Brain mentions numerous examples of researchers pointing out that the USSR in the 1970s was polluted, and they blamed it on Stalin. Brain says that the most sophisticated version of the consensus view—represented by Douglas Weiner—stated that there was some nature protection in the Lenin era, in the form of non-governmental nature preserve scientific stations, which debunked the claim that there was absolutely no kind of environmental protection. However, because these non-governmental preserves were abolished in the Stalin era when socialism was constructed, Weiner claimed this proves that “stalinism” is entirely hostile to environmentalism. This claim is fallacious. The nature preserves of the Lenin era prove that Lenin was not hostile to environmentalism. In the Stalin era the non-governmental nature preserves were abolished only because they were replaced by even more powerful state-enforced environmental protections and state-controlled nature preserves.

It is true that the USSR did not have emission controls like countries have today, and that is sometimes used as a criticism of the USSR, but this argument is illogical. In those years, emission controls did not exist in any country, and there were practically no environmental protections or laws in any capitalist country at all to speak of:

“Prior to the 1960s, environmental law did not exist as a discrete domestic and international legal category.” (A. Dan Tarlock, History of environmental law) except perhaps in the USSR, as we shall see further in this article.

“environmental law is a byproduct of the rise of environmentalism as a political force throughout the world [only] since the 1960s” (Tarlock)

For comparison, the US environmental protection agency was founded only in 1970. In the capitalist world there was no concept or understanding of the biosphere as something which needed protection:

“The science-based idea that the biosphere was a fragile system vulnerable to human-induced impairment only became widely accepted after World War II.” (Tarlock)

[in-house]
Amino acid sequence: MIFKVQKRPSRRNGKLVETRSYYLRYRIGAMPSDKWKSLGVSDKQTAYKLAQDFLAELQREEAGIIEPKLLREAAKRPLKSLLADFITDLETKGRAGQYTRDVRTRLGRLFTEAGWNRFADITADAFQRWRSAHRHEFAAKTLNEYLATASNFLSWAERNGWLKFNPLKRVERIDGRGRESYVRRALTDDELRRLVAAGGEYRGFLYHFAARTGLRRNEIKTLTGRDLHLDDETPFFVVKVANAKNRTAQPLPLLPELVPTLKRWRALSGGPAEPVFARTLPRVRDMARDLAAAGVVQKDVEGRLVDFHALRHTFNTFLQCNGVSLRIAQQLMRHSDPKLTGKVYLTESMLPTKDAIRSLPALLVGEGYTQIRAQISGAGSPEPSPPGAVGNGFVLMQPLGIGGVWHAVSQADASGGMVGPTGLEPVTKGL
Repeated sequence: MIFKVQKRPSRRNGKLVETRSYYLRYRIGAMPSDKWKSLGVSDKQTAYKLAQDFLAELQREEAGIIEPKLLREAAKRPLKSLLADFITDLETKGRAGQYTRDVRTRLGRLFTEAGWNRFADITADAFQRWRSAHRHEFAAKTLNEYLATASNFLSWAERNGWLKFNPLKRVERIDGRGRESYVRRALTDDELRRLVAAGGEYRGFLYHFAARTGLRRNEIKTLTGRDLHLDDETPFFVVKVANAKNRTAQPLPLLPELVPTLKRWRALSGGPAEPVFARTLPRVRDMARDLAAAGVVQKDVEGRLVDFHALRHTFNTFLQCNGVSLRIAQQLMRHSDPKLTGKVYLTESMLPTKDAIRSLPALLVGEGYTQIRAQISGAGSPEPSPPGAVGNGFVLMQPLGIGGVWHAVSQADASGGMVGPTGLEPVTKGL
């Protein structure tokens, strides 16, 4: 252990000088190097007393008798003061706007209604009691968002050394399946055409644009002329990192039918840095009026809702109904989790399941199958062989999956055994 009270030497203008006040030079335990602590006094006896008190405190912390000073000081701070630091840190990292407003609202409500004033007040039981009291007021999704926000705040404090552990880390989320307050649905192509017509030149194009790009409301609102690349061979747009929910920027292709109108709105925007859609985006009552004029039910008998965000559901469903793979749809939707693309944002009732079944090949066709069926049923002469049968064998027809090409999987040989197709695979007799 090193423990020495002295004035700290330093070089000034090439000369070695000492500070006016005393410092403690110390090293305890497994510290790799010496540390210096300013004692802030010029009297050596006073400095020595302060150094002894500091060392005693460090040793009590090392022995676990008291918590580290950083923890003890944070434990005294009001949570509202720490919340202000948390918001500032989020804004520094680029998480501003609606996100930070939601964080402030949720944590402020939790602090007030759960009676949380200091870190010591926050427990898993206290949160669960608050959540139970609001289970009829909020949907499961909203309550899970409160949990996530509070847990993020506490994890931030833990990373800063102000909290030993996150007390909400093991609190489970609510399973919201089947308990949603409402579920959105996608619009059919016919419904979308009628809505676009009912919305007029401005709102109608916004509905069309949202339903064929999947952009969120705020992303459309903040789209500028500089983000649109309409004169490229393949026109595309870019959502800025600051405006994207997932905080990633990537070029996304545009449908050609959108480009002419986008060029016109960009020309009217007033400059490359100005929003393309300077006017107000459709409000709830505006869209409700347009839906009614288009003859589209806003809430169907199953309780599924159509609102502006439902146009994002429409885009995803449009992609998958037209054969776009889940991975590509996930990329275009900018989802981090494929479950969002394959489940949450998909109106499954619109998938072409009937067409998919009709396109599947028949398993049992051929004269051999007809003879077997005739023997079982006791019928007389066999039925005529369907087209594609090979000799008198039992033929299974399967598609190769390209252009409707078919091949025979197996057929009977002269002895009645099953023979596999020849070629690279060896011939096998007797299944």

However, the idea of the biosphere was actually invented in the USSR by scientist V. I. Vernadsky, a student of V. V. Dokuchaev. The idea of nature being fragile and that it could be harmed by human action, was already researched and pioneered by Dokuchaev, and in the Soviet period by many of his students, such as V. R. Williams. Vernadsky elaborated his view in his book The Biosphere, which won a Stalin Prize in 1943.

Yet anti-communists have always dismissed these scientists or are completely ignorant of them. As a result they spread the interpretation that Stalin’s Soviet Union was hostile to environmentalism and sustainable practices:

“So dominant is this interpretation that countervailing evidence has been unable to shake it: William Husband’s recent survey of Soviet children’s literature from the Stalin era, for instance, revealed a multiplicity of encoded attitudes toward nature, with a “small but significant number” of books depicting nature in a nonadversarial way. Yet for Husband, such sympathetic portrayals of nature did not suggest a more complex attitude toward the environment, but instead represented only a failure of totalitarianism: “Stalinist-era literature,” he writes, “eluded the hegemony the dictatorship sought, and in so doing it demonstrated an important limit to political control in the USSR.” Although the English scholar Jonathan Oldfield recently pointed out the need for scholars to “move purposefully beyond broad understandings of the Soviet environmental legacy” in order to check a “tendency towards overly crude interpretations of Soviet environmental degradation,” the consensus remains basically unchallenged.” (Stalin’s Environmentalism, p. 95)